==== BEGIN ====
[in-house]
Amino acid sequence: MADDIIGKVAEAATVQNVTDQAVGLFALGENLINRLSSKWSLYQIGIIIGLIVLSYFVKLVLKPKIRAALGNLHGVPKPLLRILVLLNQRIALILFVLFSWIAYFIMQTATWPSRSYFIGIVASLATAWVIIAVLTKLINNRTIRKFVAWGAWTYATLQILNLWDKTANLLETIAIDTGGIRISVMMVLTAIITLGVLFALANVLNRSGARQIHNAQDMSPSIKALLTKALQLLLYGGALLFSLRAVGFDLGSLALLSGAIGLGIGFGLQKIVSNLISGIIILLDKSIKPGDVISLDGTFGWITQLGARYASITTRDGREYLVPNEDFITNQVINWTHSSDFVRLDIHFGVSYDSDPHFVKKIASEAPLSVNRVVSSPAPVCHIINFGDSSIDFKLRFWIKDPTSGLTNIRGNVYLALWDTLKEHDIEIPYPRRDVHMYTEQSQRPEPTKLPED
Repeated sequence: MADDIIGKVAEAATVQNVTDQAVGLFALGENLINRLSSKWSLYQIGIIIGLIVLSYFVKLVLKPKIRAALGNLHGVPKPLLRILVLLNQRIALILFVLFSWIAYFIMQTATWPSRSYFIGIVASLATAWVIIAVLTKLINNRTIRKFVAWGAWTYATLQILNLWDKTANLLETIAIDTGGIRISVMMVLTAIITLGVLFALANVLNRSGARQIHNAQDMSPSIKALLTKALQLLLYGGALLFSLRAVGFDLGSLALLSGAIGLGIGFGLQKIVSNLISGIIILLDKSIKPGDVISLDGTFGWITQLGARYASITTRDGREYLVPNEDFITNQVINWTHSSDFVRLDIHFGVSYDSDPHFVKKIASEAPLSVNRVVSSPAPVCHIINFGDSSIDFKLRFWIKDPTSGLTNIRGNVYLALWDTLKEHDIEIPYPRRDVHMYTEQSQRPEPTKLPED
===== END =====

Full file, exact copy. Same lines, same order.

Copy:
[in-house]
Amino acid sequence: MADDIIGKVAEAATVQNVTDQAVGLFALGENLINRLSSKWSLYQIGIIIGLIVLSYFVKLVLKPKIRAALGNLHGVPKPLLRILVLLNQRIALILFVLFSWIAYFIMQTATWPSRSYFIGIVASLATAWVIIAVLTKLINNRTIRKFVAWGAWTYATLQILNLWDKTANLLETIAIDTGGIRISVMMVLTAIITLGVLFALANVLNRSGARQIHNAQDMSPSIKALLTKALQLLLYGGALLFSLRAVGFDLGSLALLSGAIGLGIGFGLQKIVSNLISGIIILLDKSIKPGDVISLDGTFGWITQLGARYASITTRDGREYLVPNEDFITNQVINWTHSSDFVRLDIHFGVSYDSDPHFVKKIASEAPLSVNRVVSSPAPVCHIINFGDSSIDFKLRFWIKDPTSGLTNIRGNVYLALWDTLKEHDIEIPYPRRDVHMYTEQSQRPEPTKLPED
Repeated sequence: MADDIIGKVAEAATVQNVTDQAVGLFALGENLINRLSSKWSLYQIGIIIGLIVLSYFVKLVLKPKIRAALGNLHGVPKPLLRILVLLNQRIALILFVLFSWIAYFIMQTATWPSRSYFIGIVASLATAWVIIAVLTKLINNRTIRKFVAWGAWTYATLQILNLWDKTANLLETIAIDTGGIRISVMMVLTAIITLGVLFALANVLNRSGARQIHNAQDMSPSIKALLTKALQLLLYGGALLFSLRAVGFDLGSLALLSGAIGLGIGFGLQKIVSNLISGIIILLDKSIKPGDVISLDGTFGWITQLGARYASITTRDGREYLVPNEDFITNQVINWTHSSDFVRLDIHFGVSYDSDPHFVKKIASEAPLSVNRVVSSPAPVCHIINFGDSSIDFKLRFWIKDPTSGLTNIRGNVYLALWDTLKEHDIEIPYPRRDVHMYTEQSQRPEPTKLPED